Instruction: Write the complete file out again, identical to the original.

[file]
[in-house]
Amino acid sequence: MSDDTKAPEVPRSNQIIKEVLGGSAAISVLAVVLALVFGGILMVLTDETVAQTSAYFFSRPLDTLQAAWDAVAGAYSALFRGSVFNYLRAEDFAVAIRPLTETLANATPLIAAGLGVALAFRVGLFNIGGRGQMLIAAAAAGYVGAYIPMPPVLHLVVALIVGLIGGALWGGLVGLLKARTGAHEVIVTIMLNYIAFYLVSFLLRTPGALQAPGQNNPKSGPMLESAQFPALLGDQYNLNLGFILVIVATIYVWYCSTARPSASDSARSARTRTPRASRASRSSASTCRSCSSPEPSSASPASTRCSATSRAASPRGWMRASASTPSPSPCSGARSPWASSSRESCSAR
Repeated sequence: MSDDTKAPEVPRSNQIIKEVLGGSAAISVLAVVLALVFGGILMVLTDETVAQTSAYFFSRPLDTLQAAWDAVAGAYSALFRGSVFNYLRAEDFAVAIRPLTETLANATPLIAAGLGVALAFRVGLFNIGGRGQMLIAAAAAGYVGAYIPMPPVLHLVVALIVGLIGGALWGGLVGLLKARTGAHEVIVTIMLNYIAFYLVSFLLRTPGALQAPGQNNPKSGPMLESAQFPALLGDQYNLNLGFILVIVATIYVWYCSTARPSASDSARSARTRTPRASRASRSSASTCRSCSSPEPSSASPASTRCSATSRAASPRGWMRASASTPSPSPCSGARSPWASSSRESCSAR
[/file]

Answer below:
[in-house]
Amino acid sequence: MSDDTKAPEVPRSNQIIKEVLGGSAAISVLAVVLALVFGGILMVLTDETVAQTSAYFFSRPLDTLQAAWDAVAGAYSALFRGSVFNYLRAEDFAVAIRPLTETLANATPLIAAGLGVALAFRVGLFNIGGRGQMLIAAAAAGYVGAYIPMPPVLHLVVALIVGLIGGALWGGLVGLLKARTGAHEVIVTIMLNYIAFYLVSFLLRTPGALQAPGQNNPKSGPMLESAQFPALLGDQYNLNLGFILVIVATIYVWYCSTARPSASDSARSARTRTPRASRASRSSASTCRSCSSPEPSSASPASTRCSATSRAASPRGWMRASASTPSPSPCSGARSPWASSSRESCSAR
Repeated sequence: MSDDTKAPEVPRSNQIIKEVLGGSAAISVLAVVLALVFGGILMVLTDETVAQTSAYFFSRPLDTLQAAWDAVAGAYSALFRGSVFNYLRAEDFAVAIRPLTETLANATPLIAAGLGVALAFRVGLFNIGGRGQMLIAAAAAGYVGAYIPMPPVLHLVVALIVGLIGGALWGGLVGLLKARTGAHEVIVTIMLNYIAFYLVSFLLRTPGALQAPGQNNPKSGPMLESAQFPALLGDQYNLNLGFILVIVATIYVWYCSTARPSASDSARSARTRTPRASRASRSSASTCRSCSSPEPSSASPASTRCSATSRAASPRGWMRASASTPSPSPCSGARSPWASSSRESCSAR